MadMax_Fifi “They say people don’t believe in heroes anymore.
Well damn them! You and me, Max, we’re gonna give them back their heroes!”

DJ: Amazing line of dialog. And he’s totally right and totally wrong at the same time.

DNW:  That line – you mean he’s right and wrong in terms of the lack of purity/righteousness in the hero, or something else?

DJ:  They totally give the world a hero, but he’s damaged and terrible and not heroic at all at the end. And in terms of cinema as a whole, the movie starts out building a true hero and then totally blow him up into cinema’s most iconic anti-hero. I think it’s why the ending is so powerful and spawned three sequels spanning decades. The irony is that Max totally wins and finally defeats the gang, but the world totally wins because it destroys him in the process.

DNW:  He’s a terminal crazy with a bronze badge to say he’s one of the good guys.

DJ:  So the rest of the movie is pretty simple. Max sees where his life is headed so he quits and runs off with his wife.

DNW:  Having him quit is an interesting move.

DJ: He doesn’t feel like a coward, he feels smart. But at the same time you want your action! But that sequence works because you know all that time that something’s gonna happen. Something terrible.

DNW:  Really reminded me of Michael Mann’s Thief, where James Caan has this dream life for one brief sequence. It’s a departure from the story that’s been told in a way that makes it foreboding.

DJ: I haven’t seen Thief, if you can believe it, but that sounds about right.

DNW: You’d love Thief. Have you seen Manhunter? There’s commonality with the beginning of that film too. Only without the tragic element.

DJ: All this time with the wife works for me too. There’s good chemistry. It’s super hokey and a little dated … but let’s face it most guys want this at the end of the day. It’s totally not true to life (she’s always happy and gorgeous, the kid’s never crying) but with all the talk of heroes and all the nutso stuff we’ve seen out in the world, you know it’s all just glamor.

DNW: Max’s wife, Joanne Samuel, is pretty good. The ‘crazy about you’ callback works, and the fact that they went with the word crazy there is cute.

DJ: And I love that instead of just running afoul of the gangs, she encounters them, gets away, and THEN they track her down again. They just keep ratcheting tension.

DNW: Fills you with dread, for sure. It makes the “victory” feel so hollow too, with the loss coming so late in the game. It’s so brutal.

DJ: Yeah, it’s really not a revenge film, it’s a weird mix of Western, cop drama, and action flick that coalesces into a fifteen minute revenge film that everyone remembers. I love the shot when they kill Max’s wife and child …

MadMax_wifedeathDJ: … but it makes no sense that they could do that on motorcycles without falling off. Also, why didn’t she run into a field where she’d have a better chance.

DNW: Yeah, I think they abandoned logic a little there, but it’s an okay point to abandon it at. Like we said, the focus is already on the dread of the situation, how it’s executed is less consequential, at least for me.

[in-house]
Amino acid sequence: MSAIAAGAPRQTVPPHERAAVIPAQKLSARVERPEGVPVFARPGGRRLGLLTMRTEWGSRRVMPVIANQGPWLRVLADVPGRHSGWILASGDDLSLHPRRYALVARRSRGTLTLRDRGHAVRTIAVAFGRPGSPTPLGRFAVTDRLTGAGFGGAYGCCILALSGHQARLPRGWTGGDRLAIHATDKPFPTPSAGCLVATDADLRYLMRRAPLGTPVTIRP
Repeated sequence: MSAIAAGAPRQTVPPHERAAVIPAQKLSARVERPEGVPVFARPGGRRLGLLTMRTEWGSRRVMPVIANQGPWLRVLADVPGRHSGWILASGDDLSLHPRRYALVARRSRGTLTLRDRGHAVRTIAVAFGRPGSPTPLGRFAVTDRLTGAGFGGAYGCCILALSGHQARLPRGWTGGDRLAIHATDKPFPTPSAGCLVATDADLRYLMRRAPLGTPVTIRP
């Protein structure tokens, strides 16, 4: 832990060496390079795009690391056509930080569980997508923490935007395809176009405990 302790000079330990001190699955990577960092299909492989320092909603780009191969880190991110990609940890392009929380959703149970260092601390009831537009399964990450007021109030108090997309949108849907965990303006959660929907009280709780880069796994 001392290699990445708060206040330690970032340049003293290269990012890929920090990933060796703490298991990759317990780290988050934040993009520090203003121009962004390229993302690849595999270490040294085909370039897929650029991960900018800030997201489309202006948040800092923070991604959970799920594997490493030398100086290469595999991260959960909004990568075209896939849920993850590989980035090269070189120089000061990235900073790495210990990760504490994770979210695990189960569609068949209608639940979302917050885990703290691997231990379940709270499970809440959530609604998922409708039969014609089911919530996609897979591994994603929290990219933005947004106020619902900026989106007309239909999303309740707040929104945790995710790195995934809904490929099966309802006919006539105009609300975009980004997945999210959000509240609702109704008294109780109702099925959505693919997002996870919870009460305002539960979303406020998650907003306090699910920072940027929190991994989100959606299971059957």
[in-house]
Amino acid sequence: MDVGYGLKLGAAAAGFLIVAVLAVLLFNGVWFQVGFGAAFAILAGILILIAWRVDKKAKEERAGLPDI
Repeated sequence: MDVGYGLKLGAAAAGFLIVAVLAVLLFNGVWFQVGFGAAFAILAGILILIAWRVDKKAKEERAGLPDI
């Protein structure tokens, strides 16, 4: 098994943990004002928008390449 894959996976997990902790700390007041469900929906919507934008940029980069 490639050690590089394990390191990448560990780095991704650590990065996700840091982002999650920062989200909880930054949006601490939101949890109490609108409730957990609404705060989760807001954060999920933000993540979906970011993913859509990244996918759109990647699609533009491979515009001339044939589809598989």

DJ: Agreed, it was powerful when I first saw it and it’s only on re-watches that you think about it.

DNW: Right, I can’t claim either was a concern for me having only seen it once. And it’s so late in the story, there’s not really anything left afterwards for it to undermine.

DJ: After that I love  just how dark they go and how clever they get. Max just destroys this gang in a long sequence. And Toecutter’s not last either. He goes out with a great eye-popping moment …

MadMax_eyesLiterally.

DJ: … but the last and most brutal death is at the end with Johnny.

DNW: The hack-through-your-own-leg-or-explode kill?

DJ: Max could just kill him, but instead he gives him a “choice’ which really isn’t a choice at all. He just gets the dude to torture himself before the car blows. Freaking incredible scene. It would fit right in with Road Warrior.

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DNW: I don’t have a huge bloodlust or anything, but I could watch a whole movie of Max just giving scum horrible ultimatums like that. And it’s not something they had to show to sell. It’s damn gruesome in my mind alone. The finale of this film is essentially an extended prologue to The Road Warrior.

DJ: I think it sells because of how much time you’ve spent in the world and with Max and family. A lot of people call this first film “boring” until the end, but don’t realize the whole ending works because of all the “boring” stuff.

DNW: I see where people are coming from though, just looking at the poster for Mad Max – that could be a poster for The Road Warrior rather than this movie.

MadMax_posterDNW: It looks like it’s going to be a more Awesome with a capital A film than it is. JJ Abrams had a similar feeling about the Escape From New York poster- that film never shows you the Statue of Liberty’s head in the middle of the street despite the really iconic imagery the movie was sold on, which is why Cloverfield gives us that visual. I think if you saw The Road Warrior first as well, that would mess you up. Mad Max is so procedural by comparison.

DJ: I can totally get that. I had a similar issue with Escape from New York … only I thought it wasn’t just misleading but also boring (there’s that word again).